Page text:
BOHOL, Philippines – Stricter enforcement of mining and quarry regulations in Bohol province increased apprehensions of violators from only 1 between January and June 2022 to 22 from July to November, said Colonel Eduardo D. Malig-on, head of the Bohol Environmental Protection Task Force.
In the regular capitol reports briefing on November 18, officials also said the province more than doubled its extraction tax collection for the same period.
January to June were the last months of then-governor Art Yap’s term; Governor Aris Aumentado’s administration took over in July.
Bohol Mineral Resources Regulatory Office acting head, Ana Luisa E. Galicinao said collections spiked from P3.927 million (January to June) to P10.92 million (July to November)
The regulatory office collected P259,850 in fines and penalties from July to November, also a big jump from the P35,950 from January to June 2022.
Malig-on said some of the apprehensions involved the failure to get quarry permits, sand and gravel permits, and special transport permits.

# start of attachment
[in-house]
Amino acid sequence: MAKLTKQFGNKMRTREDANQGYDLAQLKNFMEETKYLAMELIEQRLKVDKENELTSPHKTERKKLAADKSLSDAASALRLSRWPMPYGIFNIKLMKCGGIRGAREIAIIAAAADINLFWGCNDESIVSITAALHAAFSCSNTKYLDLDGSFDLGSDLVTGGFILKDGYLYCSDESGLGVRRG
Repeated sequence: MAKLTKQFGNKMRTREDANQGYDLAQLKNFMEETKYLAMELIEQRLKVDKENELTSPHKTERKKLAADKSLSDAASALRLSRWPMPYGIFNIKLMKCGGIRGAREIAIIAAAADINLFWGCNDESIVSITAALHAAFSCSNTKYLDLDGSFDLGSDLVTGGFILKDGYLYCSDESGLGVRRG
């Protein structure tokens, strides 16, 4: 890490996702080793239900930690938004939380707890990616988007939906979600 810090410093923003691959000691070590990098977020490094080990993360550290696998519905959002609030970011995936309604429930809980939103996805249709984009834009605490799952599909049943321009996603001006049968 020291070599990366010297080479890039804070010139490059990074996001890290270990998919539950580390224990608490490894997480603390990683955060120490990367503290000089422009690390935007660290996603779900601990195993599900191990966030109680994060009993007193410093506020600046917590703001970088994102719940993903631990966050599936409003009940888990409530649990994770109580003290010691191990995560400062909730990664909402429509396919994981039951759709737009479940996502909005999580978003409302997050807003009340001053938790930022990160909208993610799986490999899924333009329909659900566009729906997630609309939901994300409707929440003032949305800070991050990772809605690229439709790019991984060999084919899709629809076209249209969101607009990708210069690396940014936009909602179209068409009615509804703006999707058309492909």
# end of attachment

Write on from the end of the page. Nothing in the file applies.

He said that when the new administration started, there were many apprehensions with small miners claiming they did not know the provisions of Provincial Ordinance No. 2020-035, otherwise known as the Revised Bohol Mining Ordinance of 2020.
As most miners absorbed the rules and the province’s seriousness in enforcing these, apprehensions went down, Malig-on added.
Yap’s last few months coincided with another surge in COVID-19 that could have caused mobility problems among businesses.
But the period also saw intense building activity due to rehabilitation of homes, and commercial and government structures damaged by Typhoon Paeng, which swept through the Visayas in December 2021. With sand and gravel as key construction inputs, that should have translated to higher collections.
Officials had earlier hinted at a middleman who collected kickbacks from illegal small quarry operators, but Malig-on said they would wait for results of an investigation by the province’s new anti-corruption body headed by former Cabinet secretary Leoncio Evasco Jr.
Aumentado in a meeting with quarry operators on August 3 vowed to stop illegal activities, including in the sand and gravel sector. It was in that meeting that talk of a middleman surfaced.
Salvador Maluenda, vice-president of the Bohol Small-scale Miners Association said they welcomed tighter enforcement, noting the previous problem with illegal quarry operators who were ruining the image of legitimate enterprises and increasing risks to the environment and people. – Rappler.com